This will probably be my last movie review in a while.  I’d like to get back to writing something more substantive, and also most of the good movies this year have already come out.

But to begin with, I’ve put together one of those clever “stereoscopic” pictures—you know, the ones where you have to look “past” the two pictures until they overlap, forming a 3D image.  Check it out!

Brendan Fraser awkwardly stars as a nerdy geologist.
Brendan Fraser awkwardly stars as a nerdy geologist.

I’m sorry, what was that?  You’ve tried squinting at the darn thing for five minutes, and it still looks flat?

Well, that’s on purpose.  You see, the whole movie is flat.  Brendan Fraser is flat.  The characters are flat, the acting is flat, the plot is flat.  Even though it’s in 3D.  (What a genius observation, ha ha!)  Really, this is just a gimmick movie where that magical third dimension is the only justification for seeing the film. The problem is, those 3D glasses kinda gave me a headache.  Or maybe it was the movie itself.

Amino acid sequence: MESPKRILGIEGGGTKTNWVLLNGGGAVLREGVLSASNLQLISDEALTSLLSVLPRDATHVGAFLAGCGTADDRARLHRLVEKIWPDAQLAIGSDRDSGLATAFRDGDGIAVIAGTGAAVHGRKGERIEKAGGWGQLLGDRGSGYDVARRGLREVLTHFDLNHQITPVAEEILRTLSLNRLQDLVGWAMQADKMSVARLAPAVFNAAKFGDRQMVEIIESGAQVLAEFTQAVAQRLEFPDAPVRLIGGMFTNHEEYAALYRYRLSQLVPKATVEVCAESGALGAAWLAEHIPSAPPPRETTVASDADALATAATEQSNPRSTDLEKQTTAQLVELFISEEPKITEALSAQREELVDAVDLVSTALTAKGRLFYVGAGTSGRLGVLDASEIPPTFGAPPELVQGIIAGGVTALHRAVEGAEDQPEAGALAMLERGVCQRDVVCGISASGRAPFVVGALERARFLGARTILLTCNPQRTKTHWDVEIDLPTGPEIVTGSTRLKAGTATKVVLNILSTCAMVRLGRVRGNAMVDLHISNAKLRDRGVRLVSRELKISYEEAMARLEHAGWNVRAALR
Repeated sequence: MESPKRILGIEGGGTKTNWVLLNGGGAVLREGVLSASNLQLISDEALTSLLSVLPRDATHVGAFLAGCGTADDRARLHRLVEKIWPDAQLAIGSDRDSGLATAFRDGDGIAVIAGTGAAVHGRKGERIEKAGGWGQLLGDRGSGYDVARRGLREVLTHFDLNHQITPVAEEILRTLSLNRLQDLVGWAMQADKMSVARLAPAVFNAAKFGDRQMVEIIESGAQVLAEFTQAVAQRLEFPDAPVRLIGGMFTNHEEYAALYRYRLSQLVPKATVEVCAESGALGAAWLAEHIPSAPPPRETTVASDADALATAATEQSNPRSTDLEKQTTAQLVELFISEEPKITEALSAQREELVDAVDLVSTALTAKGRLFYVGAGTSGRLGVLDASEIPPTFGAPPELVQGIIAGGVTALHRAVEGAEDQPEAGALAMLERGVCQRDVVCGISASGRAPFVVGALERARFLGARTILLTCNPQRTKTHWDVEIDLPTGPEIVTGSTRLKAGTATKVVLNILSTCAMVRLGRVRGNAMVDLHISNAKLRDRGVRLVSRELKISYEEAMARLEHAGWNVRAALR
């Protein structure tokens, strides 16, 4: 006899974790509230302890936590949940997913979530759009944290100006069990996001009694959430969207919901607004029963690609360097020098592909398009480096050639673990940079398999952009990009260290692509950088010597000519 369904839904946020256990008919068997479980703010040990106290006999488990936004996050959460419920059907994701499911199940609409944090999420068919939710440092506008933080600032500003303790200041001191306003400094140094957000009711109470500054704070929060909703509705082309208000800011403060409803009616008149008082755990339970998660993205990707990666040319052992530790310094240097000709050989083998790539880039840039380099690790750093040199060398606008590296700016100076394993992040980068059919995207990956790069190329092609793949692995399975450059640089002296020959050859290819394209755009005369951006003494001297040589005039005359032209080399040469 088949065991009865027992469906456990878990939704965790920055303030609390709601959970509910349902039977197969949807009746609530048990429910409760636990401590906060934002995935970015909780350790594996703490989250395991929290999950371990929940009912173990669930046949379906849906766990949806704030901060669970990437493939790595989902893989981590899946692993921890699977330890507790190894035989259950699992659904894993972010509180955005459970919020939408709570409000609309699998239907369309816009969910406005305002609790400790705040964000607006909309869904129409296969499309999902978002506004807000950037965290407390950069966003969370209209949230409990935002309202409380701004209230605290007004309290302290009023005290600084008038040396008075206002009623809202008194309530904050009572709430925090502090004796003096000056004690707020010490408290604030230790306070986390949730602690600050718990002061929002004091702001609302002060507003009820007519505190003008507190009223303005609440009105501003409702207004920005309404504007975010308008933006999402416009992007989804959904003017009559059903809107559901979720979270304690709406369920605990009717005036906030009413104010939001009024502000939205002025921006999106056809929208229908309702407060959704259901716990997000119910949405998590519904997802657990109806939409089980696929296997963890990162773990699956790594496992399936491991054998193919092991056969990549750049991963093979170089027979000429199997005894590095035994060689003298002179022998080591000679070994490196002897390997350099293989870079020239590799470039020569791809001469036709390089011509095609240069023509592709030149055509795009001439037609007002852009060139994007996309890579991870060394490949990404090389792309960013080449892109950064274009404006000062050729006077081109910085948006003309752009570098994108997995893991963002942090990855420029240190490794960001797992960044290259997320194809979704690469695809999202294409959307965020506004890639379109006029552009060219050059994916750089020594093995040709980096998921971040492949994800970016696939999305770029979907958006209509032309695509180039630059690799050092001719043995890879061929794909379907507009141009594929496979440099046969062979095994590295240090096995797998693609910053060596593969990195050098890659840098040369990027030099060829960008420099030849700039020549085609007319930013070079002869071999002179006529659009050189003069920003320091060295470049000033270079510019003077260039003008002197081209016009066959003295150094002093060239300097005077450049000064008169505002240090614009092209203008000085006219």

So here’s my usual rating system:

  • I would pay money to see it again ($$$$).
  • I would see it again if someone gave me a free ticket ($$$).
  • I wouldn’t see it again even if someone gave me a free ticket ($$).
  • I wouldn’t see it again even if someone paid me to go ($).

Journey to the Center of the Earth 3D lands (one dollar and change).  So far, that’s my lowest rating ever, but I haven’t rated that many movies.  Rest assured, if they release another live-action 101 Dalmations sequel, and I am physically dragged into the theater and duct taped to the seat with my eyes glued open, we would be plumbing the depths of this rating system.

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